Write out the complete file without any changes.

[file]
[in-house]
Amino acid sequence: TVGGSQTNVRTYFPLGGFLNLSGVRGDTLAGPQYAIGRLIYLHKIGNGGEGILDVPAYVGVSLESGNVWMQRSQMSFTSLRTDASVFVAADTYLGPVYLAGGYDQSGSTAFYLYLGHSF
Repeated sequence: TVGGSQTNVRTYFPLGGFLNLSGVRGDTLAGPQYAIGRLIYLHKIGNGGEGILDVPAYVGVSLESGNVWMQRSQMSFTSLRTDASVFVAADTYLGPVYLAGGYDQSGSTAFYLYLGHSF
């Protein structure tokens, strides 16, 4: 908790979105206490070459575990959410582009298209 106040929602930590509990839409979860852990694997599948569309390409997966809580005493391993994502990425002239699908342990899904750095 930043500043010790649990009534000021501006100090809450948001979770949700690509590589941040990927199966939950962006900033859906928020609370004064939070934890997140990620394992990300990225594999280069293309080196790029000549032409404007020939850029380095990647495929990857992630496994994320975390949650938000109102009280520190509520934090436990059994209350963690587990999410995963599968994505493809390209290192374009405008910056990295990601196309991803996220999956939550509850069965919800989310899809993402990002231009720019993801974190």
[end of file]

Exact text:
[in-house]
Amino acid sequence: TVGGSQTNVRTYFPLGGFLNLSGVRGDTLAGPQYAIGRLIYLHKIGNGGEGILDVPAYVGVSLESGNVWMQRSQMSFTSLRTDASVFVAADTYLGPVYLAGGYDQSGSTAFYLYLGHSF
Repeated sequence: TVGGSQTNVRTYFPLGGFLNLSGVRGDTLAGPQYAIGRLIYLHKIGNGGEGILDVPAYVGVSLESGNVWMQRSQMSFTSLRTDASVFVAADTYLGPVYLAGGYDQSGSTAFYLYLGHSF
């Protein structure tokens, strides 16, 4: 908790979105206490070459575990959410582009298209 106040929602930590509990839409979860852990694997599948569309390409997966809580005493391993994502990425002239699908342990899904750095 930043500043010790649990009534000021501006100090809450948001979770949700690509590589941040990927199966939950962006900033859906928020609370004064939070934890997140990620394992990300990225594999280069293309080196790029000549032409404007020939850029380095990647495929990857992630496994994320975390949650938000109102009280520190509520934090436990059994209350963690587990999410995963599968994505493809390209290192374009405008910056990295990601196309991803996220999956939550509850069965919800989310899809993402990002231009720019993801974190």